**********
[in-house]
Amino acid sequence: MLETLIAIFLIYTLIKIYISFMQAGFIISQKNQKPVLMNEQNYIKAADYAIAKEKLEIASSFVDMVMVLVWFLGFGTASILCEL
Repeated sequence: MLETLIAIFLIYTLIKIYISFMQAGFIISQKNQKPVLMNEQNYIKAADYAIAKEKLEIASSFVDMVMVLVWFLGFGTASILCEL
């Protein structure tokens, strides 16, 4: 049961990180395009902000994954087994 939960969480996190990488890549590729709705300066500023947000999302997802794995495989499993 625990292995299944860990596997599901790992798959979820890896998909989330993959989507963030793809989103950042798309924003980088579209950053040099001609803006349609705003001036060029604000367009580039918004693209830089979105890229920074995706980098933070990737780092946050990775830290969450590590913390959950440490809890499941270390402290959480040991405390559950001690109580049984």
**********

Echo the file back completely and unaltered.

[in-house]
Amino acid sequence: MLETLIAIFLIYTLIKIYISFMQAGFIISQKNQKPVLMNEQNYIKAADYAIAKEKLEIASSFVDMVMVLVWFLGFGTASILCEL
Repeated sequence: MLETLIAIFLIYTLIKIYISFMQAGFIISQKNQKPVLMNEQNYIKAADYAIAKEKLEIASSFVDMVMVLVWFLGFGTASILCEL
């Protein structure tokens, strides 16, 4: 049961990180395009902000994954087994 939960969480996190990488890549590729709705300066500023947000999302997802794995495989499993 625990292995299944860990596997599901790992798959979820890896998909989330993959989507963030793809989103950042798309924003980088579209950053040099001609803006349609705003001036060029604000367009580039918004693209830089979105890229920074995706980098933070990737780092946050990775830290969450590590913390959950440490809890499941270390402290959480040991405390559950001690109580049984």